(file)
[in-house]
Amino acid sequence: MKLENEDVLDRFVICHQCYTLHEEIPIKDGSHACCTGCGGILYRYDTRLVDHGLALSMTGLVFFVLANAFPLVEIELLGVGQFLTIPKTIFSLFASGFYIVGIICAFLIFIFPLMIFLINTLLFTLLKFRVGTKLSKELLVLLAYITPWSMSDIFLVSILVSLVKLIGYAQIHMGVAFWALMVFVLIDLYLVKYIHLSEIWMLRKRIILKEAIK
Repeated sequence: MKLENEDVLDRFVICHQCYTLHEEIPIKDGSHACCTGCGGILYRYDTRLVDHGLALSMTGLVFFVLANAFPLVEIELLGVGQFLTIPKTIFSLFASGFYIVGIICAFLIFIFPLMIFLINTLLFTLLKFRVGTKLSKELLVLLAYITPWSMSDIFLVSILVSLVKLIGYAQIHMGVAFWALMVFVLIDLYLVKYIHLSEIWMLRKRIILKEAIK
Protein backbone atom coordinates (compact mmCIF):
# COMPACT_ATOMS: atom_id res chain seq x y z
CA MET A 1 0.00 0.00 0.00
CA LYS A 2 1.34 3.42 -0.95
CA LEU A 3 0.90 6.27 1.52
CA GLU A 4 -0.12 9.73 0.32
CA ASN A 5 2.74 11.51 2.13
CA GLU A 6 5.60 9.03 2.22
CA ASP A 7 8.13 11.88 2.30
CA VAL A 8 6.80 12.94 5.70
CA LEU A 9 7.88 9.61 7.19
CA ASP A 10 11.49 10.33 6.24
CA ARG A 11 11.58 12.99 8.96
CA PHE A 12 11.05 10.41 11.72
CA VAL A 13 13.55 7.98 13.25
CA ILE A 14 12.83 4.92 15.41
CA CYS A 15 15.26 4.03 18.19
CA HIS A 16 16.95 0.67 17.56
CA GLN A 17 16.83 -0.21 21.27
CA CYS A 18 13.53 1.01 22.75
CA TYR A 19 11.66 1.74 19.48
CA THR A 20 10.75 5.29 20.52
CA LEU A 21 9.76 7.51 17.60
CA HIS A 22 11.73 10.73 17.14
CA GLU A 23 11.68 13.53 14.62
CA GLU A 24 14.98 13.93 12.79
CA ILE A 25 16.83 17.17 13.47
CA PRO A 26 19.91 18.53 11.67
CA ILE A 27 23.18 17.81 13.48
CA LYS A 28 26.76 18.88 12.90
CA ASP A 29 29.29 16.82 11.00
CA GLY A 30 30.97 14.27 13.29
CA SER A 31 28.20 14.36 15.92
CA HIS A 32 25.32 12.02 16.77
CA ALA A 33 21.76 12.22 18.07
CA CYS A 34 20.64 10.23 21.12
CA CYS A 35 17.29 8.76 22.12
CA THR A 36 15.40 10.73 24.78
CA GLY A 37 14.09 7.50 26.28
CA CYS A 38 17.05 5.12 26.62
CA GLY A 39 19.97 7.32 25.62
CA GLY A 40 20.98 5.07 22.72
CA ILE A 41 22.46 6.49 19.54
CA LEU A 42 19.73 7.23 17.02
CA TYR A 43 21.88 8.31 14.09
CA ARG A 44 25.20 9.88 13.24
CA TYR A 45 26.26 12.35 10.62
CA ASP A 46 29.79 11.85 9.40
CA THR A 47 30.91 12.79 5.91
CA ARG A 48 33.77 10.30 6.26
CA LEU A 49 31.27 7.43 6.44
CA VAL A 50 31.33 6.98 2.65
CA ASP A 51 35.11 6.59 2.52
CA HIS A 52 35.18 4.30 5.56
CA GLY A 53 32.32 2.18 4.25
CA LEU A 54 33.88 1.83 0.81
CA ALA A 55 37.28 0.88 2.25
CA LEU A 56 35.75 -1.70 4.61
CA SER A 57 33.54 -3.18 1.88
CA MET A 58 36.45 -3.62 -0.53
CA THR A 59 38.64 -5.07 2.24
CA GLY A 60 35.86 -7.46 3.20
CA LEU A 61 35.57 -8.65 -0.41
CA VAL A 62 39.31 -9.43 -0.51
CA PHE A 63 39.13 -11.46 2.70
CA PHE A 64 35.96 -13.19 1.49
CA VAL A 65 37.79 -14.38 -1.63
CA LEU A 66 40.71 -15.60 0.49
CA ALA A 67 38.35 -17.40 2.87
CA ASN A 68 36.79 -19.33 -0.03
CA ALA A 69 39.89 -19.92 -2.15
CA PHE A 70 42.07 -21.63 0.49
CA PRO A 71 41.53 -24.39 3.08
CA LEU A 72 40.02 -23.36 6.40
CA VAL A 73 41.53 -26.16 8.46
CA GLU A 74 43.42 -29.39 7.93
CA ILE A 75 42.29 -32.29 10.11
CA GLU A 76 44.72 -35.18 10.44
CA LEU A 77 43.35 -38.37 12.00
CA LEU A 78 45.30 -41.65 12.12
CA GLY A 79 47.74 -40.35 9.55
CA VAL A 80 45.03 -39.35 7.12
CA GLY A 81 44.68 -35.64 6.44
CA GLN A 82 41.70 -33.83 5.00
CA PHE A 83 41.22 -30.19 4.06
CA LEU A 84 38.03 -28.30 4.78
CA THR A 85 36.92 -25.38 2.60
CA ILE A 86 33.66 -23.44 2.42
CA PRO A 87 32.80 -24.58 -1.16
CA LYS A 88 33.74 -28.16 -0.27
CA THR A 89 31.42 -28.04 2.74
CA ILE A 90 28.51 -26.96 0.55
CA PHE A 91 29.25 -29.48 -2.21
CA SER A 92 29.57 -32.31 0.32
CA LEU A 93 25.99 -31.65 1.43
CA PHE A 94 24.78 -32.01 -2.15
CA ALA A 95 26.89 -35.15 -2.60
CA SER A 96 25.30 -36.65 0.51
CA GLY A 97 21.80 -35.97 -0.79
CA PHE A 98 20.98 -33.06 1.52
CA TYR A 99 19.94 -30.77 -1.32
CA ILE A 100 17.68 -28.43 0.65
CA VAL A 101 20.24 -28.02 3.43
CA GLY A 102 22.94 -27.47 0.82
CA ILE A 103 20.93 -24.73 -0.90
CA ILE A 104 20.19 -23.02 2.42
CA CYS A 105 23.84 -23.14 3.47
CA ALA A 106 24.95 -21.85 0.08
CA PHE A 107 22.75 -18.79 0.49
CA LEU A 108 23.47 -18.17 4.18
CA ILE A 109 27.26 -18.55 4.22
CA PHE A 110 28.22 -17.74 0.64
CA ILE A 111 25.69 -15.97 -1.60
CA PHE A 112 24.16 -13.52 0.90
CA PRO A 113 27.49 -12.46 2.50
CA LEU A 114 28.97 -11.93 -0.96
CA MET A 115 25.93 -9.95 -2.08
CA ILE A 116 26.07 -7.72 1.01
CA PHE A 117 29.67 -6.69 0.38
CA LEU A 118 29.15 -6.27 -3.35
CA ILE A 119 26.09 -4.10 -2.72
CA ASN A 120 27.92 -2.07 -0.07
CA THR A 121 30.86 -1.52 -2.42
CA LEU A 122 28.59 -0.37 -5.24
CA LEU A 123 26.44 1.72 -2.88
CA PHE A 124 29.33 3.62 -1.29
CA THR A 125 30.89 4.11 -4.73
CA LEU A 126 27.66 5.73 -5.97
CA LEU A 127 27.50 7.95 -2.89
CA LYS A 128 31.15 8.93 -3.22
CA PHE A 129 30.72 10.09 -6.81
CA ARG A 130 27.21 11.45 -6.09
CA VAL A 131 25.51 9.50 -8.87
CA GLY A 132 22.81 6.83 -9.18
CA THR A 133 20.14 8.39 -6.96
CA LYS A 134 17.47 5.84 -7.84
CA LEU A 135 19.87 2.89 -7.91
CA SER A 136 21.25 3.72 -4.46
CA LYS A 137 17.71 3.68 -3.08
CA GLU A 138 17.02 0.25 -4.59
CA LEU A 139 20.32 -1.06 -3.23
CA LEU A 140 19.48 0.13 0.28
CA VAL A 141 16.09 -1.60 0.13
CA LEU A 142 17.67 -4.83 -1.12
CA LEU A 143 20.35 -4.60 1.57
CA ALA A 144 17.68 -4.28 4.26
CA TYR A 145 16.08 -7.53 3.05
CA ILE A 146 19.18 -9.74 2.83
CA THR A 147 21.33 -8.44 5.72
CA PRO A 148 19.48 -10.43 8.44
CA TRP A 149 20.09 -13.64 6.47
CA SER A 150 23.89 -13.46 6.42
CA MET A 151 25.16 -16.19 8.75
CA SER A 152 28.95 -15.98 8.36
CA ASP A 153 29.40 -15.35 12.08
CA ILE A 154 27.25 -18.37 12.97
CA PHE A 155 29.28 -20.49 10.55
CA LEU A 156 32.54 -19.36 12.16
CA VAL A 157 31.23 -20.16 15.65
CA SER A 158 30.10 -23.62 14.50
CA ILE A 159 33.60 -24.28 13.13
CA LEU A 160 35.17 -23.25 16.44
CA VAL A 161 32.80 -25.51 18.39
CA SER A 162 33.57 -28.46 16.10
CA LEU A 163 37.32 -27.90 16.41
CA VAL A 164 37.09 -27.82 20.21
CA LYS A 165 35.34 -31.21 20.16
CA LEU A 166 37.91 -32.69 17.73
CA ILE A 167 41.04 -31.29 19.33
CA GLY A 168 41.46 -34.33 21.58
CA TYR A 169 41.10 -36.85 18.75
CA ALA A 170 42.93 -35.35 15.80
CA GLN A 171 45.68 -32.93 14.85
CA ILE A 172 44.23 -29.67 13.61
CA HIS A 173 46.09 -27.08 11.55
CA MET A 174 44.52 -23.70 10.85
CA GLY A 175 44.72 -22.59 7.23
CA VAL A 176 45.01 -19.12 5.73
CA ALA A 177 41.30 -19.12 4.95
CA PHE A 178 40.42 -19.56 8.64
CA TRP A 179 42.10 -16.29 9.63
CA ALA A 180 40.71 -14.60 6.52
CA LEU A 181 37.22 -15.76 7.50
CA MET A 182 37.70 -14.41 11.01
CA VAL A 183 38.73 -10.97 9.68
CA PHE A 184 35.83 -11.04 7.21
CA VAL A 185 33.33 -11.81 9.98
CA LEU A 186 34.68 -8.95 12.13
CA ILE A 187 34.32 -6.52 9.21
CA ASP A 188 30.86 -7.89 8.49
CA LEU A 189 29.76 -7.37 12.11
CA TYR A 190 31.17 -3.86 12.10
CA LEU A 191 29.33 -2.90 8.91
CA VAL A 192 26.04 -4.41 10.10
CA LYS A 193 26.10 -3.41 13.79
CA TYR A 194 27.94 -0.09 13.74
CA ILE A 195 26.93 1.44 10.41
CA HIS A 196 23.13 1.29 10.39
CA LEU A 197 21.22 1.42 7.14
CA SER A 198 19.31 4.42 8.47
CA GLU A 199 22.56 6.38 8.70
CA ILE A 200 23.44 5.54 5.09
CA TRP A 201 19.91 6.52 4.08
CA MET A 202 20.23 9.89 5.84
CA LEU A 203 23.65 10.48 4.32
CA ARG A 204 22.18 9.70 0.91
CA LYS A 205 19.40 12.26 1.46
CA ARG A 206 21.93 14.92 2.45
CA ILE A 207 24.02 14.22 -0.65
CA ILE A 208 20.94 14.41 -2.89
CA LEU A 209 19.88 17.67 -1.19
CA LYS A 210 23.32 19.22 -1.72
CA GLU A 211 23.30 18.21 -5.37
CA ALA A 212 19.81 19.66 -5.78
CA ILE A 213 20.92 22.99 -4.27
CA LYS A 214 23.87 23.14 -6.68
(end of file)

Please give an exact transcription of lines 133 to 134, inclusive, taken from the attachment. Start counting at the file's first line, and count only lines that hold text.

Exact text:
CA LYS A 128 31.15 8.93 -3.22
CA PHE A 129 30.72 10.09 -6.81